When nowhere is safe

No woman, no matter what her immigration status, should have to choose between violence in her country and violence in Britain, says Anna Musgrave

The theme of this year’s 16 Days of Activism campaign, ‘Challenging militarism and ending violence against women’ - seems particularly fitting in the case of women refugees. Many of those we work with at the Refugee Council in Britain have fled horrific violence at the hands of government and non-state forces, as well as violence within the home that in many countries is not just tolerated but accepted. In Eritrea, for example, as well as facing the risk of torture, arbitrary arrest, and forced conscription at the hands of the government,  up to 90% of women are reported to be victims of domestic violence. Perpetrators are only prosecuted if the injuries are life threatening.

It is perhaps unsurprising then that the UN says that refugee women are more likely to face violence than any other group of women in the world.  Even after they escape violence in their country, they often experience violence in their journey to safety. Those on the move are particularly vulnerable to harm: often forced to leave their family behind and travel alone, they are at risk of abuse or coercion at the hands of smugglers and traffickers. Women with children may be at even greater risk, forced to go to extreme lengths to protect and provide for their family.  A study that explored women asylum seekers’ experiences of violence found that 70% of the women interviewed had experienced physical and/or sexual violence in their lifetime.

What is most shocking is that their suffering does not stop once they get to the UK. A fifth of the women who attended our therapeutic services in 2011 had faced violence since coming here.

It is not just a coincidence that many of these women had also been refused asylum, and that a number were destitute. When a single woman is refused asylum, she is asked to leave her UKBA accommodation within three weeks. Not allowed to work, not entitled to public funding, she has few options.

Destitution is a horrible fate for both men and women and at the Refugee Council we believe that it should not be part of the asylum process. But women face additional risks when they are made destitute. A report by Oxfam exploring how destitute asylum seekers survive found that women were more likely than men to resort to commercial sex work, putting them at risk of sexually transmitted diseases as well as sexual violence. The report found that both men and women exchanged sex or entered into transactional relationships for a place to stay but that women were at a much greater risk of coercion, entrapment and violence. It noted that many of those women were physically abused, sexually exploited or manipulated, or forced to stay against their will.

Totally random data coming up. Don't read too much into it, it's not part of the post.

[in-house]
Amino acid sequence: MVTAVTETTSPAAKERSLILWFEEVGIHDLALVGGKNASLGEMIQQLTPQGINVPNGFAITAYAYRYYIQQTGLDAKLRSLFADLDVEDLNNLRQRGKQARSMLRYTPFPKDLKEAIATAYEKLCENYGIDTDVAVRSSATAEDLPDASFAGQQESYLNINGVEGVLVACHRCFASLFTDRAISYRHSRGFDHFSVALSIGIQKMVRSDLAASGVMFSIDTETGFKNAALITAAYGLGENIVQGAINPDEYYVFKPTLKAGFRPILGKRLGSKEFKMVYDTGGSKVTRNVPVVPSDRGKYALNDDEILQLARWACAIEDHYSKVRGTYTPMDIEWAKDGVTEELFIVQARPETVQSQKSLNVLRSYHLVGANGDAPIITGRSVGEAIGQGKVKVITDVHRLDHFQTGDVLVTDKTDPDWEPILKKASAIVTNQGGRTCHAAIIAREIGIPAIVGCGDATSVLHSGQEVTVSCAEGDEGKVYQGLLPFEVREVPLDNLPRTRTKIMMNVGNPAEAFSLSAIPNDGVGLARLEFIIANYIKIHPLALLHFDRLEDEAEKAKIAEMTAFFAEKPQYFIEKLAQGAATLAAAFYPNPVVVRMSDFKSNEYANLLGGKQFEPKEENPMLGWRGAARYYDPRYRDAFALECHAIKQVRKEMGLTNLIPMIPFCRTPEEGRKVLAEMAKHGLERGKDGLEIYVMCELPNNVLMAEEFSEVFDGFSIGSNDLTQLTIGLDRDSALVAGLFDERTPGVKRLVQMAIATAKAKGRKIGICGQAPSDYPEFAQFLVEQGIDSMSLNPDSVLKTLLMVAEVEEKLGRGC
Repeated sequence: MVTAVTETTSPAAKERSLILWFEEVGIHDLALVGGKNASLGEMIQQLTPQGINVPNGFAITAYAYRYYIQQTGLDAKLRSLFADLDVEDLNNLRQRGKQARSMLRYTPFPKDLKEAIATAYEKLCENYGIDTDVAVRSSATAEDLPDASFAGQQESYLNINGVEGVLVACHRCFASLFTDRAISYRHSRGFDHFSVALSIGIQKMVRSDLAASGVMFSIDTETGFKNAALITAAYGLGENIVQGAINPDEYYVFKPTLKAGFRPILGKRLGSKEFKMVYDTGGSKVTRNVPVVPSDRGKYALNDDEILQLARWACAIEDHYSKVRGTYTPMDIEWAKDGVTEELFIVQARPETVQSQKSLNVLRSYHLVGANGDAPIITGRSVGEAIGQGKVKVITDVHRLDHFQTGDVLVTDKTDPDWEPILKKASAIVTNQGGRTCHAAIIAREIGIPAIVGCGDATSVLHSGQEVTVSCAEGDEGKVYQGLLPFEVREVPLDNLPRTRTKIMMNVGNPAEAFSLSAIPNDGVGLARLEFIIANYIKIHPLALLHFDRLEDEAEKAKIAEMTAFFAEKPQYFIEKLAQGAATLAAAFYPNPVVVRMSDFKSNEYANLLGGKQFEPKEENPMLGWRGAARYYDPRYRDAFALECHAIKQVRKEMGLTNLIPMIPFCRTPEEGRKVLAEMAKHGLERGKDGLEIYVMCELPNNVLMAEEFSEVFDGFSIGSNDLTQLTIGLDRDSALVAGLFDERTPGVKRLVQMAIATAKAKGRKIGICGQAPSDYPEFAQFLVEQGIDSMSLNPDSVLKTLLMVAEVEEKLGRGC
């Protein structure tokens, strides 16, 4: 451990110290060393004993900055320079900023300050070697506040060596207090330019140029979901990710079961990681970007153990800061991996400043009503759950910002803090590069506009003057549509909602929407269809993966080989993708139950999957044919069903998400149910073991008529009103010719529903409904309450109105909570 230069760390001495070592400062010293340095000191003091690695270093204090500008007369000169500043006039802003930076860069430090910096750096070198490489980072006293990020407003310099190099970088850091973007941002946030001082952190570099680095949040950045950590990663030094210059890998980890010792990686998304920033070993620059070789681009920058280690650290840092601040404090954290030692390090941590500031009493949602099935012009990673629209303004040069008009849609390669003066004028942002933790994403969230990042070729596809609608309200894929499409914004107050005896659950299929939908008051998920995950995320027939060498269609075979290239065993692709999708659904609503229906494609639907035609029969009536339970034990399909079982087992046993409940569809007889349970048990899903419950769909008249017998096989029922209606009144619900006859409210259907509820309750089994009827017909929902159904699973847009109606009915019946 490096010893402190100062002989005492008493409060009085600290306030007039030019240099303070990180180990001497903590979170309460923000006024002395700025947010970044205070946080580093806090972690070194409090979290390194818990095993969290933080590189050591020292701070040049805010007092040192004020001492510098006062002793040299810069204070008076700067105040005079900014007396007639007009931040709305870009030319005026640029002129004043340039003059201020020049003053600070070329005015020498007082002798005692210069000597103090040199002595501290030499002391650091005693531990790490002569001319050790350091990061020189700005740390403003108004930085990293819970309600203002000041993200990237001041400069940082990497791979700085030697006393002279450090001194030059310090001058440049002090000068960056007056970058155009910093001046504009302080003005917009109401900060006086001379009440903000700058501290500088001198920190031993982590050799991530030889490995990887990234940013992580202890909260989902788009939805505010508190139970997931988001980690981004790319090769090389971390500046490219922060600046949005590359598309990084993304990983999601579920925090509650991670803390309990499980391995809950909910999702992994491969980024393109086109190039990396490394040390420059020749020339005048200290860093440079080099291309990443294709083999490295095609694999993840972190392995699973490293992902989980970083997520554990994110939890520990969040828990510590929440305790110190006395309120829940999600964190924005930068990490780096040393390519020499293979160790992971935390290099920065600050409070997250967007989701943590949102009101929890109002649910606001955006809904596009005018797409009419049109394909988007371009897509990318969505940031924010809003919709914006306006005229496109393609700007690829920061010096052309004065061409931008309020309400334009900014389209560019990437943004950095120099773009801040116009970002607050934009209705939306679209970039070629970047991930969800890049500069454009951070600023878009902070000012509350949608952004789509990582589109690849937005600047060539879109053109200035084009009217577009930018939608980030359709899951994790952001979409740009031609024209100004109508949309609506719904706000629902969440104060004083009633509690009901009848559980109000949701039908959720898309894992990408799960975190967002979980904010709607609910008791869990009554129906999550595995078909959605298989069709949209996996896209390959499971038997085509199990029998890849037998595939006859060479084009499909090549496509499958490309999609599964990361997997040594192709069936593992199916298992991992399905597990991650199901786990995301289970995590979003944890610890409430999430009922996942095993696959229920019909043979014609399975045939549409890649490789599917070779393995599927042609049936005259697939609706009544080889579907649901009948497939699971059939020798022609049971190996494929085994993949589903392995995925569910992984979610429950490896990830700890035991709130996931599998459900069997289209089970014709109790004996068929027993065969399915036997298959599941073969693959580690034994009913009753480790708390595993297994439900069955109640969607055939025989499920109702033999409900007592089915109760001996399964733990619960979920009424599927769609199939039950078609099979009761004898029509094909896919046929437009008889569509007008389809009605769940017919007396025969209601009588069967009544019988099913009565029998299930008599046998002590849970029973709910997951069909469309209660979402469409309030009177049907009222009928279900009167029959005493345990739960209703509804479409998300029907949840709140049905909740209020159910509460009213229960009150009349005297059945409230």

I was recently talking to a client adviser who confirmed this. Liz Maddocks from our Leeds office told me how desperately she wants to help women who come to the Refugee Council looking for support, but how powerless she often feels. She told me about a woman who broke down on her, reluctantly explaining that she’d avoided homelessness by going home with men who said they would look after her. As a result, she’d gone from one abusive relationship to another. She would meet a man who seemed kind, who said he would help her and that she could stay with him. He would soon demand sex and start threatening her. When she could bare it no longer, she would return to the street – only for the pattern to repeat itself.

Our staff who support women claiming asylum day to day tell us that as well as asking women, “Do you have a place to stay tonight?” they also, in some cases, feel compelled to ask,  “Are you safe to go home tonight?”